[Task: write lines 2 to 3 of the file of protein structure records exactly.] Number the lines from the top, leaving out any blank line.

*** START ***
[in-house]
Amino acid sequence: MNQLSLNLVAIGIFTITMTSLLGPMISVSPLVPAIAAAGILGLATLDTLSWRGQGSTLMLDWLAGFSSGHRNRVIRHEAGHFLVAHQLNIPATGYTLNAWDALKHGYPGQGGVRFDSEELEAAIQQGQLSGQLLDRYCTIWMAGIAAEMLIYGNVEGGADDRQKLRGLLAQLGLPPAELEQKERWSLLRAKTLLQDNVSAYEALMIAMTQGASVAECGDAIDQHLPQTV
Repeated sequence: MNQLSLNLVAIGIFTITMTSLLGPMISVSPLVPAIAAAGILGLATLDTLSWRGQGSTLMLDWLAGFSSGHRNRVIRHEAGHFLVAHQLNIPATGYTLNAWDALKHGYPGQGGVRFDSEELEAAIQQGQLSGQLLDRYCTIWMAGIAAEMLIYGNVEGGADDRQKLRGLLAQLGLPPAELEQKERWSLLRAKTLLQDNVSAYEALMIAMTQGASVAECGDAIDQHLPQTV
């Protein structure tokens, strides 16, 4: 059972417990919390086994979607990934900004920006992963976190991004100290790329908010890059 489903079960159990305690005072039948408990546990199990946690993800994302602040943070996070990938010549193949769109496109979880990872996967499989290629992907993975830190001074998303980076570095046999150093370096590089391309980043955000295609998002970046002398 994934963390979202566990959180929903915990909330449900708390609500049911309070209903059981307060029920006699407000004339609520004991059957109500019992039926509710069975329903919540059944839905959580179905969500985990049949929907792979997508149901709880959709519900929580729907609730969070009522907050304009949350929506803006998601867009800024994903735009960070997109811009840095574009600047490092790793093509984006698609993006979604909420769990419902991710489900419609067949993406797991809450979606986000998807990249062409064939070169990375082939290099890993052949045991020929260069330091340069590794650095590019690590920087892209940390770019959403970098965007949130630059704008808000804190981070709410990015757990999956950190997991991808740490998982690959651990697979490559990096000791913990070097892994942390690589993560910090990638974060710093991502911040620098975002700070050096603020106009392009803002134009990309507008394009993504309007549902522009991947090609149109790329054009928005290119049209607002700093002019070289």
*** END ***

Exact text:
Amino acid sequence: MNQLSLNLVAIGIFTITMTSLLGPMISVSPLVPAIAAAGILGLATLDTLSWRGQGSTLMLDWLAGFSSGHRNRVIRHEAGHFLVAHQLNIPATGYTLNAWDALKHGYPGQGGVRFDSEELEAAIQQGQLSGQLLDRYCTIWMAGIAAEMLIYGNVEGGADDRQKLRGLLAQLGLPPAELEQKERWSLLRAKTLLQDNVSAYEALMIAMTQGASVAECGDAIDQHLPQTV
Repeated sequence: MNQLSLNLVAIGIFTITMTSLLGPMISVSPLVPAIAAAGILGLATLDTLSWRGQGSTLMLDWLAGFSSGHRNRVIRHEAGHFLVAHQLNIPATGYTLNAWDALKHGYPGQGGVRFDSEELEAAIQQGQLSGQLLDRYCTIWMAGIAAEMLIYGNVEGGADDRQKLRGLLAQLGLPPAELEQKERWSLLRAKTLLQDNVSAYEALMIAMTQGASVAECGDAIDQHLPQTV